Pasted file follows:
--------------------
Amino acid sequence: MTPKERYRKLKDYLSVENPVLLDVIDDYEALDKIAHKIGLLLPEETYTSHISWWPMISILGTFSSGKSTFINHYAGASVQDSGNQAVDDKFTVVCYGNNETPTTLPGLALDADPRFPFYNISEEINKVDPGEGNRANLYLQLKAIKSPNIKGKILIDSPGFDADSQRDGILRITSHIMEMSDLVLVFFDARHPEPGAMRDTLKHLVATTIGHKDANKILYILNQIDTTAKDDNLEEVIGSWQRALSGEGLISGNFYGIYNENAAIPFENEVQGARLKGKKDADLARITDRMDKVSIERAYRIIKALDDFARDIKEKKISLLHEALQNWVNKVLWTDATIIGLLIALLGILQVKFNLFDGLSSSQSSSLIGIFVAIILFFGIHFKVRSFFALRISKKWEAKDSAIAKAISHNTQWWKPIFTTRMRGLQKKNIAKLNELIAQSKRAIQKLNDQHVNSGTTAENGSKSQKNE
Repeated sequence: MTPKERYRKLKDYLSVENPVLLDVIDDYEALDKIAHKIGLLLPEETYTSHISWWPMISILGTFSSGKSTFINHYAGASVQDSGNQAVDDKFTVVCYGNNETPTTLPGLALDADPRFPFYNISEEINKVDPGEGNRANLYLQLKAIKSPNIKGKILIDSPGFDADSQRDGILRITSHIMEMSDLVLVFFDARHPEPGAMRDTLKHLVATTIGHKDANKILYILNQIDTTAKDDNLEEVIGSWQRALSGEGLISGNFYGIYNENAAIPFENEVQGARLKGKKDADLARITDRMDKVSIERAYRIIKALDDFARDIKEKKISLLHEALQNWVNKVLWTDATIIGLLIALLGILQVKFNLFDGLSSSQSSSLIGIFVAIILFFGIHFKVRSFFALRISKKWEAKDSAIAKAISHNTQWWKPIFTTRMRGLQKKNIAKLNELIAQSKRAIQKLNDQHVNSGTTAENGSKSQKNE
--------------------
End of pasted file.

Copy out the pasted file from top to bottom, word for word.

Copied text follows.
Amino acid sequence: MTPKERYRKLKDYLSVENPVLLDVIDDYEALDKIAHKIGLLLPEETYTSHISWWPMISILGTFSSGKSTFINHYAGASVQDSGNQAVDDKFTVVCYGNNETPTTLPGLALDADPRFPFYNISEEINKVDPGEGNRANLYLQLKAIKSPNIKGKILIDSPGFDADSQRDGILRITSHIMEMSDLVLVFFDARHPEPGAMRDTLKHLVATTIGHKDANKILYILNQIDTTAKDDNLEEVIGSWQRALSGEGLISGNFYGIYNENAAIPFENEVQGARLKGKKDADLARITDRMDKVSIERAYRIIKALDDFARDIKEKKISLLHEALQNWVNKVLWTDATIIGLLIALLGILQVKFNLFDGLSSSQSSSLIGIFVAIILFFGIHFKVRSFFALRISKKWEAKDSAIAKAISHNTQWWKPIFTTRMRGLQKKNIAKLNELIAQSKRAIQKLNDQHVNSGTTAENGSKSQKNE
Repeated sequence: MTPKERYRKLKDYLSVENPVLLDVIDDYEALDKIAHKIGLLLPEETYTSHISWWPMISILGTFSSGKSTFINHYAGASVQDSGNQAVDDKFTVVCYGNNETPTTLPGLALDADPRFPFYNISEEINKVDPGEGNRANLYLQLKAIKSPNIKGKILIDSPGFDADSQRDGILRITSHIMEMSDLVLVFFDARHPEPGAMRDTLKHLVATTIGHKDANKILYILNQIDTTAKDDNLEEVIGSWQRALSGEGLISGNFYGIYNENAAIPFENEVQGARLKGKKDADLARITDRMDKVSIERAYRIIKALDDFARDIKEKKISLLHEALQNWVNKVLWTDATIIGLLIALLGILQVKFNLFDGLSSSQSSSLIGIFVAIILFFGIHFKVRSFFALRISKKWEAKDSAIAKAISHNTQWWKPIFTTRMRGLQKKNIAKLNELIAQSKRAIQKLNDQHVNSGTTAENGSKSQKNE